Why Vanilla Doesn’t Have Nested Comments
Also known as “threaded” comments. Some sites will let you indent replies ad infinitum. In other cases some will allow only a single level of indentation.
There are a few problems with nested comments. The first is they encourage the comments to split into several unrelated discussions. This is bad for many reasons—mostly it reduces user participation. The second is that it doesn’t look good and can break your page design. Finally, nested comments can encourage bad behaviour where people that just have to get the last word in will argue endlessly because the comment structure encourages it.
Early forum software used nested replies and some people still prefer this format. These are probably the same people who think you should still be able to buy leaded gasoline.
Flat comments display comments in chronological order. Some systems put the most recent comment up top while others (like ours) puts the most recent comment last. We really prefer this method of commenting for communities for several reasons.
- A flat comment structure is simple. Even a novice user can understand a single list of comments.
- Listing comments chronologically encourages more of a single group conversation rather than several fractured discussions. The helps keep things on topic.
- Avoiding a nest of comments won’t break down visually. Look and feel is really important to modern web applications and is often overlooked on older platforms.
- When comments are sorted chronologically your place can be saved within the discussion allowing you to come back and start reading where you left off. We really want to concentrate on features that will encourage people to come back to the community.
While a flat comment structure looks better and tends to keep the discussion on topic, it has one major drawback. It makes it harder for someone to reply to a comment that is not the last one in the discussion. The most common thing you’ll see with flat comments is the user referencing another comment by their username. Some discussion platforms (such as Vanilla) support @ mentions that trigger a notification to that member when they are mentioned like this. Another common approach is quoting a part of a previous comment. Quoting has the added benefit of being more specific in your reply and adding more context to the comment.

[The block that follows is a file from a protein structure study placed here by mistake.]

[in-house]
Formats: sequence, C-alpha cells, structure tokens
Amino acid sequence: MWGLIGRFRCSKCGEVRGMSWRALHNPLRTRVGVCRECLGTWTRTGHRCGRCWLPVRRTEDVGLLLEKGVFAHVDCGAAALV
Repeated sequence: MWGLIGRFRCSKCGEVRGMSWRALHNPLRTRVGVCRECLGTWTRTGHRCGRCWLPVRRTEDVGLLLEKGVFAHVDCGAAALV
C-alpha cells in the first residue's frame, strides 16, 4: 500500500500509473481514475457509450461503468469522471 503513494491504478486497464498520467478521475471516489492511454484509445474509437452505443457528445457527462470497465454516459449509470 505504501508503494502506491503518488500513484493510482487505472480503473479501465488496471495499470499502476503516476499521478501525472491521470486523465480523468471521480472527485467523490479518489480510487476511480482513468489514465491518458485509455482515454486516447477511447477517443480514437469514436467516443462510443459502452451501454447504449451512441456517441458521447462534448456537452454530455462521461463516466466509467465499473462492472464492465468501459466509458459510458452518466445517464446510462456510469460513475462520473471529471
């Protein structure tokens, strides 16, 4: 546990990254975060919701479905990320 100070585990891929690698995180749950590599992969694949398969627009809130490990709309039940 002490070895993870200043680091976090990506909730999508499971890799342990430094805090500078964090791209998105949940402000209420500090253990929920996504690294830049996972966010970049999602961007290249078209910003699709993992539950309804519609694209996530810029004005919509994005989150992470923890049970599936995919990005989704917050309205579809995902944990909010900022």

Thoughts on Sorting Comments
Deciding how to sort comments is the other controversial aspect of comment structure. Most comment threads are sorted chronologically from first to last. There isn’t much debate about this sorting order for discussion forums or blogs.
Q&A sites, however, often sort based on number of votes. This makes sense in some cases, but not in all cases.
For support type Q&A sites, usually the best answer is the only answer that matters. For example, if you are a developer on a tight deadline, looking for an answer on Stack Overflow, you don’t want to scroll through a bunch of answers before you get to the best one. You want it clearly displayed up top. Quick in, quick out.
Sorting answers by score can create a winner takes all dynamic which can discourage community spirit and participation. Some types of questions don’t have a “best answer” and are instead better answered with some debate or opinion. Sorting by votes doesn’t encourage the exchange of opinions as it breaks the flow of conversation. Also, it can be discouraging for someone who spent 20 minutes putting forward a thoughtful answer to see their answer at the very bottom of the thread or collapsed among “other answers”.
Another problem with sorting answers based on votes is that it can be confusing to read a thread that once flowed chronologically but was then rearranged as people started voting on answers. It’s common to see a comment was originally up top pushed to the bottom of the page, completely losing context. You can see an example here, where trying to follow the conversation is very hard.
Vanilla’s recommended setup for Q&A is to display answers “accepted” by the person who asked the question up top. Some of our customers make the “best answers” stand out more by applying CSS – like a border and background colour.
Comment structure is still evolving and it’s clear that different types of communities need a different type of structure. One last example is Gawker. They have experimented with a few commenting structures, usually trying to clean up the pitfalls of nested comments. Their latest pinboard-style layout is worth a look.
When it comes to commenting structure, there are many ways and flavours to set up your forum. Just as a community will have it’s unique personality, so will your comment structure. Which do you prefer? Flat or Nested? How about sorting your comments. Do you have a specific preference? Let us know in the comments.